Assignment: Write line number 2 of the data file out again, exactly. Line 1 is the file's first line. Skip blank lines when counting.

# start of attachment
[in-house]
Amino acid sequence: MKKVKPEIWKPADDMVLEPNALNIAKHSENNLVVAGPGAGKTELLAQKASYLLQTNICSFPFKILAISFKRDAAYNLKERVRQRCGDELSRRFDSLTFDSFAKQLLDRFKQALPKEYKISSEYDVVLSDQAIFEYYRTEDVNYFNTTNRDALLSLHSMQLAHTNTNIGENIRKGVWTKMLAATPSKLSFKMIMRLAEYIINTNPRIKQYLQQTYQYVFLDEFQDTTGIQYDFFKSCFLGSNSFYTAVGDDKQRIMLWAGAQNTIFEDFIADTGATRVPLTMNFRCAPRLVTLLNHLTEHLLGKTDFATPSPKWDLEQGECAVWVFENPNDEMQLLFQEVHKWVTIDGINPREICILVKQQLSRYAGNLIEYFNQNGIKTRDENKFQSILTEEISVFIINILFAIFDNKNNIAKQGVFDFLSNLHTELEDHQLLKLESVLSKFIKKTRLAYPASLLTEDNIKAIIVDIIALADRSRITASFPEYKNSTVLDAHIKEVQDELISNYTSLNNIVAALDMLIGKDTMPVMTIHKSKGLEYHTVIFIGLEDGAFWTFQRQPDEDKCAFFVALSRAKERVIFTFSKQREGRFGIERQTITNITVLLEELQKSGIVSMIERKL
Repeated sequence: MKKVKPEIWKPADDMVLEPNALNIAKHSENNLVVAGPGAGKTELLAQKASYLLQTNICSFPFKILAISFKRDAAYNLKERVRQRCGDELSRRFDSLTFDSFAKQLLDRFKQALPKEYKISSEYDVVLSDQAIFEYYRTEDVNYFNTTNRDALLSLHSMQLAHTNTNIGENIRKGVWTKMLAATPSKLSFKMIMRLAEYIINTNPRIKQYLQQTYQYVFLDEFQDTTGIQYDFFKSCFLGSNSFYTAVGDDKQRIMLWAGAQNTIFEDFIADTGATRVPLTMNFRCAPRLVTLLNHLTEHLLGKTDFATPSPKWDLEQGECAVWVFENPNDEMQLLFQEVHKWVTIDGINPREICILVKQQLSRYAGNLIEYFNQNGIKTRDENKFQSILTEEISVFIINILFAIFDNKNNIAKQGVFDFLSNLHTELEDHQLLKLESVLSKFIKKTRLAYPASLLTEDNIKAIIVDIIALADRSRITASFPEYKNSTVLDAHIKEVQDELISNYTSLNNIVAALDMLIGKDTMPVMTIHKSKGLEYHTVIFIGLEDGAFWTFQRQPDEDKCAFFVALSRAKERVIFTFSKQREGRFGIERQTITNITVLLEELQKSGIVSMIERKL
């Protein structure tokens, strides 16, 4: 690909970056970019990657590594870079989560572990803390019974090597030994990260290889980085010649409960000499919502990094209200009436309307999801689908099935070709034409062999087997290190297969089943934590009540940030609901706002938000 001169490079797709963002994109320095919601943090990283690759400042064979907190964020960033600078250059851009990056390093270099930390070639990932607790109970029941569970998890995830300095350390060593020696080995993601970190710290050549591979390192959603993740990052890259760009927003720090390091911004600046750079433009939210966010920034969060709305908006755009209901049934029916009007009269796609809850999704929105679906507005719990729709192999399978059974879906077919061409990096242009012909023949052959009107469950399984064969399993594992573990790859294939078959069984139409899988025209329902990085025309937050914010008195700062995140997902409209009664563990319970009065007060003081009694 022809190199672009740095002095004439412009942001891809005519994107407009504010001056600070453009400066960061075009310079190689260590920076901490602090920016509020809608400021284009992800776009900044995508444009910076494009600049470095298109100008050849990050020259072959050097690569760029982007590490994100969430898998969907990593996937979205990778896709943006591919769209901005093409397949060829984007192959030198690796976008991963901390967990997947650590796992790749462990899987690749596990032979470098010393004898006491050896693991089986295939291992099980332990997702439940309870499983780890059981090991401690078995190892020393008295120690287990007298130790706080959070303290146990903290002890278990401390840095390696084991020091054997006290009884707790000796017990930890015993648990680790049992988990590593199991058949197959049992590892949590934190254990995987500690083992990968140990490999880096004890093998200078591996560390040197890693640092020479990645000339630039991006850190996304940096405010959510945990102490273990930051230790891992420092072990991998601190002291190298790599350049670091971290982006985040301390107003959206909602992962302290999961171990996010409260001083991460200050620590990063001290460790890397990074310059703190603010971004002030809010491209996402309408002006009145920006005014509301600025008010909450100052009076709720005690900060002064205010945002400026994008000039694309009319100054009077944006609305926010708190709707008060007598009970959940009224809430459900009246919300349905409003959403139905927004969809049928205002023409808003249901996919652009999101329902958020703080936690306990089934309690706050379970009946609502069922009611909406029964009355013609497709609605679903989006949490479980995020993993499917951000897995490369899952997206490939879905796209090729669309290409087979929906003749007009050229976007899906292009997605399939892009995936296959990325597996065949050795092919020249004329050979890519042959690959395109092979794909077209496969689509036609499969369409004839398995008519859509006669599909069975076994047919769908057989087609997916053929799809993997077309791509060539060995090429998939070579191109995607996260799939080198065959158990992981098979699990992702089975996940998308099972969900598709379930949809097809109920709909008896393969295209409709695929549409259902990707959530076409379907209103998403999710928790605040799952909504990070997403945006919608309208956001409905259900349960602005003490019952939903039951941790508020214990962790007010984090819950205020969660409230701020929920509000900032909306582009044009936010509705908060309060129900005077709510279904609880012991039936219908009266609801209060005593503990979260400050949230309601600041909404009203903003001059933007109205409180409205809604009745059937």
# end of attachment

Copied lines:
Amino acid sequence: MKKVKPEIWKPADDMVLEPNALNIAKHSENNLVVAGPGAGKTELLAQKASYLLQTNICSFPFKILAISFKRDAAYNLKERVRQRCGDELSRRFDSLTFDSFAKQLLDRFKQALPKEYKISSEYDVVLSDQAIFEYYRTEDVNYFNTTNRDALLSLHSMQLAHTNTNIGENIRKGVWTKMLAATPSKLSFKMIMRLAEYIINTNPRIKQYLQQTYQYVFLDEFQDTTGIQYDFFKSCFLGSNSFYTAVGDDKQRIMLWAGAQNTIFEDFIADTGATRVPLTMNFRCAPRLVTLLNHLTEHLLGKTDFATPSPKWDLEQGECAVWVFENPNDEMQLLFQEVHKWVTIDGINPREICILVKQQLSRYAGNLIEYFNQNGIKTRDENKFQSILTEEISVFIINILFAIFDNKNNIAKQGVFDFLSNLHTELEDHQLLKLESVLSKFIKKTRLAYPASLLTEDNIKAIIVDIIALADRSRITASFPEYKNSTVLDAHIKEVQDELISNYTSLNNIVAALDMLIGKDTMPVMTIHKSKGLEYHTVIFIGLEDGAFWTFQRQPDEDKCAFFVALSRAKERVIFTFSKQREGRFGIERQTITNITVLLEELQKSGIVSMIERKL